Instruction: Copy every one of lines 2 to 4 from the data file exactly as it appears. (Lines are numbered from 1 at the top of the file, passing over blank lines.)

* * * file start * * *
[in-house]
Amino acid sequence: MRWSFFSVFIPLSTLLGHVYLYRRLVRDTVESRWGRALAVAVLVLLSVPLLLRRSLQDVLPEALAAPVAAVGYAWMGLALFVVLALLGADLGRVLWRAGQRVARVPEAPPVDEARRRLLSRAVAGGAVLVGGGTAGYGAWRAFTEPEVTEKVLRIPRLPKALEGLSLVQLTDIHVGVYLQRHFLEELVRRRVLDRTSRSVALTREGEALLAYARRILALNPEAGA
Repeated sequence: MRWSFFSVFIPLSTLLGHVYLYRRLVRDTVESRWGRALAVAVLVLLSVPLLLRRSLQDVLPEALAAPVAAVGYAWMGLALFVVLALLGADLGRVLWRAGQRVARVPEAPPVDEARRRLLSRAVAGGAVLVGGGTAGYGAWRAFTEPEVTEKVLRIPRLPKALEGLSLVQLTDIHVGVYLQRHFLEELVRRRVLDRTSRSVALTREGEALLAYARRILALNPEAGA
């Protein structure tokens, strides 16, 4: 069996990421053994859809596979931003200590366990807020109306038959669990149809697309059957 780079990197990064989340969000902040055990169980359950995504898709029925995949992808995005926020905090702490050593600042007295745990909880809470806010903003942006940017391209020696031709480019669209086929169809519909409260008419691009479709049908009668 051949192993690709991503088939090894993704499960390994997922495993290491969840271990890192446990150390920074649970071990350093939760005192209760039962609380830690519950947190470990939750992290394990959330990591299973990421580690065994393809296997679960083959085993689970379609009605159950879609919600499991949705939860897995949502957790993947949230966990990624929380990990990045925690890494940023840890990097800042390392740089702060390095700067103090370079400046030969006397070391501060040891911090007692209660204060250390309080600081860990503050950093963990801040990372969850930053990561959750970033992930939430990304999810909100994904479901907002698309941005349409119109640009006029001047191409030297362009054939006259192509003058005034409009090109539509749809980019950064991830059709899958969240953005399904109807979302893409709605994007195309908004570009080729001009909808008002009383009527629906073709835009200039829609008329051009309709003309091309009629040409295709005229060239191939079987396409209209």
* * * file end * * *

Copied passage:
Amino acid sequence: MRWSFFSVFIPLSTLLGHVYLYRRLVRDTVESRWGRALAVAVLVLLSVPLLLRRSLQDVLPEALAAPVAAVGYAWMGLALFVVLALLGADLGRVLWRAGQRVARVPEAPPVDEARRRLLSRAVAGGAVLVGGGTAGYGAWRAFTEPEVTEKVLRIPRLPKALEGLSLVQLTDIHVGVYLQRHFLEELVRRRVLDRTSRSVALTREGEALLAYARRILALNPEAGA
Repeated sequence: MRWSFFSVFIPLSTLLGHVYLYRRLVRDTVESRWGRALAVAVLVLLSVPLLLRRSLQDVLPEALAAPVAAVGYAWMGLALFVVLALLGADLGRVLWRAGQRVARVPEAPPVDEARRRLLSRAVAGGAVLVGGGTAGYGAWRAFTEPEVTEKVLRIPRLPKALEGLSLVQLTDIHVGVYLQRHFLEELVRRRVLDRTSRSVALTREGEALLAYARRILALNPEAGA
């Protein structure tokens, strides 16, 4: 069996990421053994859809596979931003200590366990807020109306038959669990149809697309059957 780079990197990064989340969000902040055990169980359950995504898709029925995949992808995005926020905090702490050593600042007295745990909880809470806010903003942006940017391209020696031709480019669209086929169809519909409260008419691009479709049908009668 051949192993690709991503088939090894993704499960390994997922495993290491969840271990890192446990150390920074649970071990350093939760005192209760039962609380830690519950947190470990939750992290394990959330990591299973990421580690065994393809296997679960083959085993689970379609009605159950879609919600499991949705939860897995949502957790993947949230966990990624929380990990990045925690890494940023840890990097800042390392740089702060390095700067103090370079400046030969006397070391501060040891911090007692209660204060250390309080600081860990503050950093963990801040990372969850930053990561959750970033992930939430990304999810909100994904479901907002698309941005349409119109640009006029001047191409030297362009054939006259192509003058005034409009090109539509749809980019950064991830059709899958969240953005399904109807979302893409709605994007195309908004570009080729001009909808008002009383009527629906073709835009200039829609008329051009309709003309091309009629040409295709005229060239191939079987396409209209």